Utah Eagle Forum tests Utah’s GOP candidates for governor
(Rick Egan | The Salt Lake Tribune) Spencer Cox, Greg Hughes, and Jeff Burningham look on as Thomas Write answers a question during a panel featuring gubernatorial candidates at the annual Utah Eagle Forum convention in Sandy, Saturday, Jan. 11, 2020.
Sandy • All four of the Republican men on stage at the Utah Eagle Forum convention on Saturday were unambiguous in their opposition to abortion, stating clearly that they would sign a bill defining life as beginning at conception, if given the opportunity as the state’s next governor.
Spencer Cox, the state’s lieutenant governor, repeated his belief that future generations will come to view abortion as negatively as today’s Americans view slavery. And Greg Hughes, former Utah House speaker, said it is as important as ever to monitor the national conversation on abortion and push back against liberal efforts to advance “infanticide.”
“I want to live in a county, and I want to live in a culture and community, where we value life and we don’t apologize for it,” Hughes said.
But the candidates’ responses were less direct on subsequent questions, which dealt with state election laws, the widely discredited practice known as “conversion therapy,” and whether parents should be required to vaccinate their children.
The vaccination question was posed in relation to parental rights in education, and all of the candidates responded by praising families without ever mentioning vaccines.
Hughes spent his response time complaining about a 2007 referendum campaign that saw Utah voters decisively reject a private school voucher law
. Thomas Wright, former Utah Republican Party chairman, came closest to addressing the vaccine question by talking about how strong families, and not government, can solve problems faced by society.
“I support parental choice,” Wright said. “I have children. I don’t need the government telling me how to raise my children or what to do with them.”
Saturday’s panel was the second time the 2020 GOP candidates for Utah governor have shared a stage, following an economic summit in St. George on Thursday
. While all of the declared GOP candidates were present in St. George, Salt Lake County Councilwoman Aimee Winder Newton and former Utah Governor and U.S. Ambassador Jon Huntsman were absent from Saturday’s event.
The panel was part of a daylong agenda for the conservative Utah Eagle Forum, which included remarks by Utah’s congressional representatives and presentations that questioned the motivations and sincerity of transgender individuals and that criticized the state’s efforts to eliminate youth conversion therapy, an umbrella term for efforts to alter a person’s sexual orientation or gender identity.
The topic of conversion therapy was also presented to the gubernatorial candidates, who were asked whether they support surgeries, hormone therapies and other related services being available to transgender youth, and whether they support the state’s proposed ban on conversion therapy
, which was created through an administrative rule after lawmakers failed to achieve consensus on the issue.
Provo businessman Jeff Burningham said parents know best what their children need.
“Any conversion therapy bill should be targeted and very limited in what it does,” he said.
Hughes and Wright said that a law, debated by elected representatives, would be superior to an administrative ban on conversion therapy. But both stopped short of stating whether they support or oppose the ban proposed by the state.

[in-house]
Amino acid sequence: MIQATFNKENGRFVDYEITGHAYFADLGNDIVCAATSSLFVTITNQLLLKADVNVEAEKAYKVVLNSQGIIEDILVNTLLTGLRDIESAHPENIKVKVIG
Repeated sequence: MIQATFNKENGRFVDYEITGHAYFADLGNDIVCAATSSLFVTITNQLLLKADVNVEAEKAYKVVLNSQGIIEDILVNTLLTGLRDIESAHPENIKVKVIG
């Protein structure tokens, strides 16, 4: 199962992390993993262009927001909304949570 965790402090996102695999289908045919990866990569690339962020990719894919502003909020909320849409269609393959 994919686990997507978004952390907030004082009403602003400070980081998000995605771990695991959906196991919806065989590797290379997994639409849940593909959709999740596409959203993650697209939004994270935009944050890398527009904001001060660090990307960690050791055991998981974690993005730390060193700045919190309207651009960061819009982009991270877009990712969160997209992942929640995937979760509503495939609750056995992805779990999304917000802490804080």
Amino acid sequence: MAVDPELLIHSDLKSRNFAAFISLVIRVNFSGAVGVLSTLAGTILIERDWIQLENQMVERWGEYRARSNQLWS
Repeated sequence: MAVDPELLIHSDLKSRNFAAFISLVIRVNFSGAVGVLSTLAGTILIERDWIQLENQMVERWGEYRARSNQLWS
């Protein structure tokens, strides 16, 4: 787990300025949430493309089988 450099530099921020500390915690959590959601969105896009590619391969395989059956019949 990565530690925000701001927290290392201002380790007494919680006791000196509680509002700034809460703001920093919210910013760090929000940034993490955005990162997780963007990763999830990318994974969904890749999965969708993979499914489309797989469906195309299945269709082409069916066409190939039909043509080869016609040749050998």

And while Cox — who last year made a point of meeting with a group of youth
protesting the governor’s office over conversion therapy — expressed his support for the state’s conversion therapy rule, he also invited the Legislature to review the proposal and alter it, if necessary.
“I agree that legislation is always better,” he said.
The candidates were also asked about their position on SB54, a 2014 law that allows candidates to qualify for a primary election by collecting signatures in addition to or in place of earning the support of party delegates at convention.
The law has increasingly been embraced by candidates — Hughes is the only GOP candidate for governor who has not declared an intent to gather signatures — but remains divisive among the party activists who held considerable nominating power under the traditional caucus system.
Wright, who as Utah Republican Party chairman was involved in discussions that catalyzed SB54, said the law leaves open the possibility of a candidate winning their party’s nomination without majority support.
“If I’m elected governor of this state,” Wright said, "we will repeal and replace SB54 with something that makes way more sense than what we have right now.”
Cox, who oversees the state’s elections, was the defendant in unsuccessful lawsuits brought against SB54 and the state of Utah by the Republican Party. Cox gestured toward Hughes, the former House speaker, while remarking that it is the lieutenant governor who gets sued when “the Legislature does something stupid," and he added that he’d like to see a public vote on something like the Keep My Voice initiative, which unsuccessfully sought to overturn SB54.
“I think we should put that on the ballot and let voters decide,” he said.
Burningham, like Wright, said he would work to repeal SB54 and look for “something better” to replace it, if elected governor. As a venture capitalist, Burningham compared the election law to allowing the public to decide the chief executive officer of a business that his company invests in.
“Private organizations should be able to choose how they choose their leadership,” he said. “That seems like a logical perspective to me.”
Editor’s note: Jon Huntsman is the brother of Tribune owner and publisher Paul Huntsman.